The Australian Botanic Garden Mount Annan is also known for its vast Wattle display throughout September of over 260 species. Other areas of the Garden to explore include the Banksia Garden for Grevilleas and Hakeas and the Connections Garden. In late spring keep an eye out for the bright red flowers of the Queensland Tree Waratah (Alloxylon flammeum).

For those who are more interested in soft and delicate flowers the Flannel Flower (Actinotus spp.) is a very touchable plant with soft velvety flowers. Other showy spring plants include Feather Flowers (Verticordia spp.), Everlasting Daisies and Yellow Buttons (Chrysocephalum apiculatum), Rice Flower (Ozothamnus diosmifolius), Qualup Bell (Pimelea physodes), Bulbine Lily (Bulbine bulbosa) and Blue Leschenaultia (Lechenaultia biloba).

The Garden also features 20 km of walking tracks, lakes, themed gardens, picnic areas and a Stonehenge-type sundial and outdoor sculptures. Find out what’s on and plan your trip here.

Connections Garden, Australian Botanic Garden Mount Annan
The Connections Garden at the Australian Botanic Garden features a mixed range of Australian natives 
 

Blue Mountains Botanic Garden Mount Tomah

Spring is a great time of the year to make a day trip up to the Blue Mountains’ Bells Line of Road and visit the Blue Mountains Botanic Garden Mount Tomah. It is Australia’s highest botanic garden with over 5,200 species of diverse and beautiful cool climate plants.

Originally a cut flower farm, this Garden is renowned for its bulb displays. The annual Daffodil display (24 August – 1 September) features over 50,000 bulbs this year making it the largest display ever created at the Garden.

Daffodil Festival, Blue Mountains Botanic Garden Mount Tomah
Over 50,000 bulbs are now in bloom at the Blue Mountains Botanic Garden Mount Tomah
 

The Wild about Waratahs Festival is also another flowering festival not to miss with entries from the Australian waratah growers competition on display from around the country at the Garden. This year’s festival has a packed program of tours, workshops, an ikebana exhibition and food stalls. Throughout September the Garden’s Rhododendrons, Pieris, Cherries and Wisteria cultivars are in bloom.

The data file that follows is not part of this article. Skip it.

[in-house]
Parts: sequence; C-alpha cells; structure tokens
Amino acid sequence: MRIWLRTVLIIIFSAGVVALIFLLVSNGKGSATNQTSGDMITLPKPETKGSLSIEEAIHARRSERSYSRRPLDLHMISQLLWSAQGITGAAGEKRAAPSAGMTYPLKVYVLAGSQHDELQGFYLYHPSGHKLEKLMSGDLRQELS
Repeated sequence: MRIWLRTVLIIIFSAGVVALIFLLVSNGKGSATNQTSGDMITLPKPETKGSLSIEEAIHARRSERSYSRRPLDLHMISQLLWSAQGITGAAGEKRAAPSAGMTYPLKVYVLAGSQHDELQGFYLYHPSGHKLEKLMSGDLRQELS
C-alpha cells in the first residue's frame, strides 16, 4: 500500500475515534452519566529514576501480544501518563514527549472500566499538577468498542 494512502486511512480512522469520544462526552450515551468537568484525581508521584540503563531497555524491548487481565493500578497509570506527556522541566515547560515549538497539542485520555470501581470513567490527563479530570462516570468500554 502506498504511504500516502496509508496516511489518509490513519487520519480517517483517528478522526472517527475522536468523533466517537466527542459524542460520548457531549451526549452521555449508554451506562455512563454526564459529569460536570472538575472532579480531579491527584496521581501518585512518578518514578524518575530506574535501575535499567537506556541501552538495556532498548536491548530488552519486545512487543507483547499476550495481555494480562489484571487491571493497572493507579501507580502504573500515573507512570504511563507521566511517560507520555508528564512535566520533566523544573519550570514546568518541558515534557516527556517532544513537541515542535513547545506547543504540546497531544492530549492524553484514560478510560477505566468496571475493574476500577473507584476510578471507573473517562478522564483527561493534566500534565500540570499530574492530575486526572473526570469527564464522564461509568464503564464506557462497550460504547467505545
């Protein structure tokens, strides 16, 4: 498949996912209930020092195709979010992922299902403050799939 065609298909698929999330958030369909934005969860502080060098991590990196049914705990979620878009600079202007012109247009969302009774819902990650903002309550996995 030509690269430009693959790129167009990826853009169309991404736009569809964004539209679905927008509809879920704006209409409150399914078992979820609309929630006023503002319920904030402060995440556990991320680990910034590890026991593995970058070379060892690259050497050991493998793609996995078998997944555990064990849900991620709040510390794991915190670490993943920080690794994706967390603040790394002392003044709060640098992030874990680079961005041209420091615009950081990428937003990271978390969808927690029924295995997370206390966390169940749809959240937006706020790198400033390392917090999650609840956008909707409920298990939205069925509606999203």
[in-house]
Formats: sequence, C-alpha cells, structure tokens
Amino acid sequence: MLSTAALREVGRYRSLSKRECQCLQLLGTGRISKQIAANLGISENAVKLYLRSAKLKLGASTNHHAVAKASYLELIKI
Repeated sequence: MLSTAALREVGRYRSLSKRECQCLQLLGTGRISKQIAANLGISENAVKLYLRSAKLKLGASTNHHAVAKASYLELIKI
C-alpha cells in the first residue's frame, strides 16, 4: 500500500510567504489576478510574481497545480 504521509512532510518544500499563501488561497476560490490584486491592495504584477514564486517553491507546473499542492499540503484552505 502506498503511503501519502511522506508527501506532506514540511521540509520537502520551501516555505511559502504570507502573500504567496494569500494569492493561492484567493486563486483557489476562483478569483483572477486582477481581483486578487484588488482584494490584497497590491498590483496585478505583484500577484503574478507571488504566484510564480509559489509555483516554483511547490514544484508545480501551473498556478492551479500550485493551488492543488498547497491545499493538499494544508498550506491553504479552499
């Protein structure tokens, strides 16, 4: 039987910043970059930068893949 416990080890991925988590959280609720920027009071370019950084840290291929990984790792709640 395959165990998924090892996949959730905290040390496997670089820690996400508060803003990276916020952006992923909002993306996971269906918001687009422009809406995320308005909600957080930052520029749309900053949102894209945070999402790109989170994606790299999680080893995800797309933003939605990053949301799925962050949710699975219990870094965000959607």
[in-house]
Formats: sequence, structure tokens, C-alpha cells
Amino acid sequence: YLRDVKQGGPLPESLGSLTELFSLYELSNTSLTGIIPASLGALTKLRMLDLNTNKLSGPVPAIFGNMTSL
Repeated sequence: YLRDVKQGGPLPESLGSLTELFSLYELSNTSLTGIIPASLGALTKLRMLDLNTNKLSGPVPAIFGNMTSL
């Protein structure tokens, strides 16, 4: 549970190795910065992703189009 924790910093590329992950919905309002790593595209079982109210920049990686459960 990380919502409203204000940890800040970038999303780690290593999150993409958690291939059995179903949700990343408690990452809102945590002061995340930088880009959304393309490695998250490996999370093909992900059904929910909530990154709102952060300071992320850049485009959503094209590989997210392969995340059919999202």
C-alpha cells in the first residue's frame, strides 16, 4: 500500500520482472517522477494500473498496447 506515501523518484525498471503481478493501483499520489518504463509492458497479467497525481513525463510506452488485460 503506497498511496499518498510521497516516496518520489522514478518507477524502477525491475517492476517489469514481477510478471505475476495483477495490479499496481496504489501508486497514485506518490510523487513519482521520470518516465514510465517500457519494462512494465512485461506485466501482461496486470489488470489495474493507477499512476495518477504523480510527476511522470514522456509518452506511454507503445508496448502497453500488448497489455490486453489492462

Wattles in bloom at the Blue Mountains Botanic Garden Mount Tomah
Waratahs are at their best during September at the Blue Mountains Botanic Garden Mount Tomah
 

The Garden’s Maples are also a treat to see with over 210 different species and cultivars scattered around the Garden. Many people associate these with autumn colour but they are arguably as spectacular in spring with beautiful bracts and bark on show. The unusual Snake Bark Maples (Acer sect. Macrantha) and the Paper Bark Maple (A. griseum) are well worth seeking out.

The striking Blue Puya (Puya alpestris ssp. zoellneri) from the mountains of Chile, South America produce spectacular jade blue flowers on spikes up to 3 m tall. These can be seen in the lower Rock Garden and are covered in various birds and bees who feed on the sweet nectar. You can see them in bloom from October to December along with over 200 different Dahlia and Peony cultivars in the Formal Garden and Peony Bed.

The Blue Mountains Botanic Garden Mount Tomah features a beautiful range of Wisteria suring spring
 

Find out more

As you can see there is so much to see, admire and experience in our Gardens during spring. Plan your trip using Garden Explorer or the Garden’s dedicated websites.

To inspire your visits, check out our gallery of spring blooms from across our gardens.  

Category: Family, Horticulture
If you are a journalist and have a media enquiry about this story, please click here for contact details and more information.
scripttarget